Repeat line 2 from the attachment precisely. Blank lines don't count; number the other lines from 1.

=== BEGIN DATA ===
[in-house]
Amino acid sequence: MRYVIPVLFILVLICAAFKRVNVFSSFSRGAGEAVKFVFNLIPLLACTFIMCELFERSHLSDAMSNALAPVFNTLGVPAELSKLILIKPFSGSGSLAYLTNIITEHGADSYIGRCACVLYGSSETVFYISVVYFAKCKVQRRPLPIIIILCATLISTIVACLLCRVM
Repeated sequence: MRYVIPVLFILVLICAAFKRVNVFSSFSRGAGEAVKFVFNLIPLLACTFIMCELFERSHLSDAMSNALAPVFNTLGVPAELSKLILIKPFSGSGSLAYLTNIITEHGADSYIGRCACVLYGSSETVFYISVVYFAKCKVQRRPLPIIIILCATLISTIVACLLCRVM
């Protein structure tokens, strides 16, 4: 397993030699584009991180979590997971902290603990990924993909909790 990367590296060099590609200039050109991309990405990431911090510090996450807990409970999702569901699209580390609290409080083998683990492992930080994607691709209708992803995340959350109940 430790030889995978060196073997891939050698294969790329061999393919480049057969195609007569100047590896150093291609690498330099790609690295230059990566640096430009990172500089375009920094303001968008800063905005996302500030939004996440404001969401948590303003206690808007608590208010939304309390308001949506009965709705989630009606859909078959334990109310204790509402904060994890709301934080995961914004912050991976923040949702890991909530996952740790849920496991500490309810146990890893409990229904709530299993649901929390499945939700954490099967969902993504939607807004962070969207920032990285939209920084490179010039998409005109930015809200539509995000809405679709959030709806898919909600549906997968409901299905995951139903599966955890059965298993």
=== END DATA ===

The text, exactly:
Amino acid sequence: MRYVIPVLFILVLICAAFKRVNVFSSFSRGAGEAVKFVFNLIPLLACTFIMCELFERSHLSDAMSNALAPVFNTLGVPAELSKLILIKPFSGSGSLAYLTNIITEHGADSYIGRCACVLYGSSETVFYISVVYFAKCKVQRRPLPIIIILCATLISTIVACLLCRVM